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10/11/2020 2:56 pm  #1


Rain Gear

I thought I'd ask for a bit of advice on Rain Gear.  This is probably an area that I've never invested in much.  Usually a cheap pair of rain gear from Canadian Tire or Sail.  My last trip a ten day solo trip in Algonquin it rained 6 of the 10 days.  I found my raingear not very breathable.  By the end of the day in camp I pretty much felt as wet underneath the gear as on the outside 5km in portages later.

Guess I thought before I fork out a bunch of money for next years season, what peoples experiences are with more expensive rain gear such as are they more breathable?
Thank you in advance, and Happy Thanksgiving!

 

10/11/2020 8:50 pm  #2


Re: Rain Gear

I've been using Arcteryx theta AR jackets for the better part of 15 years. At first it was just for the long back while canoe tripping but I probably use it most as a windbreaker/rain jacket for the shoulder seasons and as my top layer when xc skiing.

I can't remember the last time i used a "Crappy Tire special" jacket but I'll tell you this much -- I wouldn't want something that breathes less.

 

10/12/2020 7:20 am  #3


Re: Rain Gear

Look at Arcteryx Zeta line of jackets and pants. Add an OR Seattle Sombrero and don’t look back.


We do not go to the green woods and crystal waters to rough it, we go to smooth it.
 - George Washington Sears
 

10/12/2020 8:51 am  #4


Re: Rain Gear

I have a OR Helium ii jacket (2.5 layer Pertex), a Mountain Hardwear jacket (2.5 layer Dry Q Evap), a Northface Proshell jacket (3 layer Goretex) and a Columbia Outdry Extreme ECO jacket. I am a big fan of Outdry Extreme.

Laminated jackets, even the really expensive Proshells, need to be be maintained. They have to be cleaned and DWR has to be refreshed in order to prevent the pores from getting clogged and the shell wetting out. 3 layer jackets tend to be heavier, breath better and be more water proof than 2.5 layer jackets.

My 2.5 layer Mountain Hardwear jacket is light but wets out in heavy rains. I just use it around town. I probably wouldn't buy this again.

My OR Helium jacket is the same. It wets out and fails in heavy prolonged rain. However it only weighs 5.5 ounces, so I use it backpacking. The lightweight makes it a great trade off.

My North Face Proshell is too heavy for the summers and too expensive for the abuse I put my gear through on canoe trips. I just use it in the winter for skiing. In hindsight, I probably wouldn't buy this again.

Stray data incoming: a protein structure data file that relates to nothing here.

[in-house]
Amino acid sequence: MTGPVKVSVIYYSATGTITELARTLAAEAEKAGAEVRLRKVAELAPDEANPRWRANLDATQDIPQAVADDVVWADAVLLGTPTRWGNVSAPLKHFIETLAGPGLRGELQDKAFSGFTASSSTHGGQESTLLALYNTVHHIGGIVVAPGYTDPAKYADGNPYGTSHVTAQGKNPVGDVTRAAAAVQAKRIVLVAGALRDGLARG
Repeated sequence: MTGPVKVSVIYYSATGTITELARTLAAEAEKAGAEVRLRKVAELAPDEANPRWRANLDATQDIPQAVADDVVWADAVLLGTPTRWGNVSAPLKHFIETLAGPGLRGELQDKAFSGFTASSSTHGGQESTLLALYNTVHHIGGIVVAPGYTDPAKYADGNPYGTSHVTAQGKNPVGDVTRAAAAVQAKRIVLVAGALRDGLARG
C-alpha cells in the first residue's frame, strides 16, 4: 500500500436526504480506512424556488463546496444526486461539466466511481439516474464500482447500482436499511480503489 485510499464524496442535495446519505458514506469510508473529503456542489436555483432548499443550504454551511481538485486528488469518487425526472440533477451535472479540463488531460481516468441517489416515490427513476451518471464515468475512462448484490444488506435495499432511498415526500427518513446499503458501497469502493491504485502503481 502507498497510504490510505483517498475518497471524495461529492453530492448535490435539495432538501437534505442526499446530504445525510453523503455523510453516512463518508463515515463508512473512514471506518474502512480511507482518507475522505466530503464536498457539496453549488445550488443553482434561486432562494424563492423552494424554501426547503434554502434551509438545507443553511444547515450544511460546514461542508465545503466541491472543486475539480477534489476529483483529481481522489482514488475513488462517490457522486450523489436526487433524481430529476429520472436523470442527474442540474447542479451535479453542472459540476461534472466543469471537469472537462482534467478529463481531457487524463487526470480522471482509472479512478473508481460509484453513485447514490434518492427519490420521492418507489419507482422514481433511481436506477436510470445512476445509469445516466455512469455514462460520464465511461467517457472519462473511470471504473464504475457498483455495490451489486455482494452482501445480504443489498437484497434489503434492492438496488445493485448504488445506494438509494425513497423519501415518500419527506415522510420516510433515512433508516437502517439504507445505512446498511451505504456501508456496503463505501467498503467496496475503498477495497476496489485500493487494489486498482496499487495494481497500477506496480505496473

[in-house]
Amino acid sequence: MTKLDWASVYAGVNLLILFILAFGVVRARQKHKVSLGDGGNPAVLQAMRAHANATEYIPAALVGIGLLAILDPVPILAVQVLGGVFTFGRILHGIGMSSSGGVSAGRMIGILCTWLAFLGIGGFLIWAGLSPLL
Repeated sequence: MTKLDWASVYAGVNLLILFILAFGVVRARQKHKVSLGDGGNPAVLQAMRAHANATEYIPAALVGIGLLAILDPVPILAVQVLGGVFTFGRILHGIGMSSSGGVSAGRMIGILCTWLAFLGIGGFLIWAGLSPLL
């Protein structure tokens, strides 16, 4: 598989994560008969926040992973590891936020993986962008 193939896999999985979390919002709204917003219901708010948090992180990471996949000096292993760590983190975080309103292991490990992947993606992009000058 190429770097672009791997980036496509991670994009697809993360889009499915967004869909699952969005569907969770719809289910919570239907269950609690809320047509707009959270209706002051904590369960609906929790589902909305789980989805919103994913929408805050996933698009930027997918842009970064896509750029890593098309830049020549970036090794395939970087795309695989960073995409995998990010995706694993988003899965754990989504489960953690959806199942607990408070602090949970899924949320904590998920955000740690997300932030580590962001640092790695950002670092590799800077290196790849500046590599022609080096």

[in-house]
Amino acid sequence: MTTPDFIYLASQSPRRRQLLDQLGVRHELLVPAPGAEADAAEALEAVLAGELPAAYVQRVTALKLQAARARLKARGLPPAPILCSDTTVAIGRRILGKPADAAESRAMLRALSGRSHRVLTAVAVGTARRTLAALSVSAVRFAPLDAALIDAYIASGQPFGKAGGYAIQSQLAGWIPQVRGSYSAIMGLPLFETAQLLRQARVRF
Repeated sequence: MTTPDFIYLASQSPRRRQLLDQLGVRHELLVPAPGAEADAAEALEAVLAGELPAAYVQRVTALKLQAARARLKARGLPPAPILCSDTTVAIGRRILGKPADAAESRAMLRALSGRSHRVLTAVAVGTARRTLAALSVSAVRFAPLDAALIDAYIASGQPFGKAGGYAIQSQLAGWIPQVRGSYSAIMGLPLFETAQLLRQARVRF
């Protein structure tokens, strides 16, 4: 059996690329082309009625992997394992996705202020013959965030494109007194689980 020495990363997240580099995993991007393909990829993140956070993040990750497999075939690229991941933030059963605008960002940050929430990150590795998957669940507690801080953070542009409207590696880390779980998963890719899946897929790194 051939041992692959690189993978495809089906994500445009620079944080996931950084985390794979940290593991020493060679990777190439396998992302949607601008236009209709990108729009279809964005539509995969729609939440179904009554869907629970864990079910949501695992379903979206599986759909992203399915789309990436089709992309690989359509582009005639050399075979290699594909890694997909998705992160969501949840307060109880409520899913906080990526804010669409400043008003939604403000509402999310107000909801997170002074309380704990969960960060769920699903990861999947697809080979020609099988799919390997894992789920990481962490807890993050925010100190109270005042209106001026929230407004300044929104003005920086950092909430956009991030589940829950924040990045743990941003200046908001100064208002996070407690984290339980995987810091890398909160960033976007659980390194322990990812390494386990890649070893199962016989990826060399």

Outdry Extreme Jackets are different. They do not use a membrane that is sandwiched between protective layers. There is a soft inner layer that is meant to be comfortable against your skin. It is welded to a waterproof outer layer (no gaps, no seams). The outside layer is 100% waterproof and does not require the use of DWR coatings. Ever. They are more durable and they never wet out. In prolonged rains or compared against older or abraided Goretex, OutDry Extreme is dryer. I bring this on all my canoe trips and it has never failed.

The flipside is Outdry Extreme is not as breathable as 3 layer Goretex. As a result many of these jackets come with big pit zips and pocket vents.

Columbia Outdry Extreme Jackets are also much cheaper than Goretex 3 layer jackets. Over at the Last Hunt a Columbia Outdry Ex ECO jacket is $140. Goretex 3 layer jackets are $350-500.

 

10/12/2020 12:52 pm  #5


Re: Rain Gear

great topic for this time of year,,,
    i have a cabellas guide wear angler jacket  with gortex,, a little heavy,,, inside sleeves have a rubber insert about half way up the forearm,, blocks out everything,, little pricy!
    i also have a hydro foil jacket from good old mec. nice packable jacket,, i got a clearance deal in a funky blue color for $79 many years ago,, l.o.l.

 

10/12/2020 6:13 pm  #6


Re: Rain Gear

I had an Arcteryx Theta AR for 14 years.  It was expensive (about $700) but after 14 years the seam tape started coming off inside.  I emailed them asking how much it would cost me to repair.  To my surprise they offered a free replacement under warranty...14 years later!  I paid the difference and upgraded to an Alpha SV.  Incredible customer service (as it should be for the prices you pay). I also have used the Beta AR pants for well over 15 years and they have been fantastic.  I'm hooked on Arcteryx stuff and have 5 of their jackets (insulated, mid-layer, etc.).  It is pricey stuff but it's about the best on the market and will keep you dry!  Keep in mind if you buy a hardshell you can use it all year round.  I use mine in the summer by itself, in the fall and spring with a light mid-layer and in the winter with a heavier mid-layer underneath.  Very versatile piece of gear. 

If you are looking for some great deals, check out https://www.thelasthunt.com/
It's typically the previous years models and colours but they carry ALL the big outdoor brands and often at 40%-605 off.